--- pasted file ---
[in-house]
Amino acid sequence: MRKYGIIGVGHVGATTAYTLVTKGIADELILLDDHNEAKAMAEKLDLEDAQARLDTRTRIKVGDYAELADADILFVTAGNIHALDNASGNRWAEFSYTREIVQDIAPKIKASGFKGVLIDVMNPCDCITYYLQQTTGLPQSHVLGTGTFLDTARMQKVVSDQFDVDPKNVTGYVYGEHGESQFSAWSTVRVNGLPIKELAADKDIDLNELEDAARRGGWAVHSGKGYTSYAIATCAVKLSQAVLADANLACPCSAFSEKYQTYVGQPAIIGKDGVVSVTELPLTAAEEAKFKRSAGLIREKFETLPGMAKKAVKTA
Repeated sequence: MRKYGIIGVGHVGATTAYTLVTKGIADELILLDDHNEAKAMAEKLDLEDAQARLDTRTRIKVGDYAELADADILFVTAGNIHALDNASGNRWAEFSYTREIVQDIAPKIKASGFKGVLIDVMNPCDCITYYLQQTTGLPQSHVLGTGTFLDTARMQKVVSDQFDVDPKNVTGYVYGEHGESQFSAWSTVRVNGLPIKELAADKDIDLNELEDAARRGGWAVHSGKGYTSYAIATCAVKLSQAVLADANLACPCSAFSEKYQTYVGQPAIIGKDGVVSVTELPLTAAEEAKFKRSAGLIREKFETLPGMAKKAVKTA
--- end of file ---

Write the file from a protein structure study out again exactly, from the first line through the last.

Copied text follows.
[in-house]
Amino acid sequence: MRKYGIIGVGHVGATTAYTLVTKGIADELILLDDHNEAKAMAEKLDLEDAQARLDTRTRIKVGDYAELADADILFVTAGNIHALDNASGNRWAEFSYTREIVQDIAPKIKASGFKGVLIDVMNPCDCITYYLQQTTGLPQSHVLGTGTFLDTARMQKVVSDQFDVDPKNVTGYVYGEHGESQFSAWSTVRVNGLPIKELAADKDIDLNELEDAARRGGWAVHSGKGYTSYAIATCAVKLSQAVLADANLACPCSAFSEKYQTYVGQPAIIGKDGVVSVTELPLTAAEEAKFKRSAGLIREKFETLPGMAKKAVKTA
Repeated sequence: MRKYGIIGVGHVGATTAYTLVTKGIADELILLDDHNEAKAMAEKLDLEDAQARLDTRTRIKVGDYAELADADILFVTAGNIHALDNASGNRWAEFSYTREIVQDIAPKIKASGFKGVLIDVMNPCDCITYYLQQTTGLPQSHVLGTGTFLDTARMQKVVSDQFDVDPKNVTGYVYGEHGESQFSAWSTVRVNGLPIKELAADKDIDLNELEDAARRGGWAVHSGKGYTSYAIATCAVKLSQAVLADANLACPCSAFSEKYQTYVGQPAIIGKDGVVSVTELPLTAAEEAKFKRSAGLIREKFETLPGMAKKAVKTA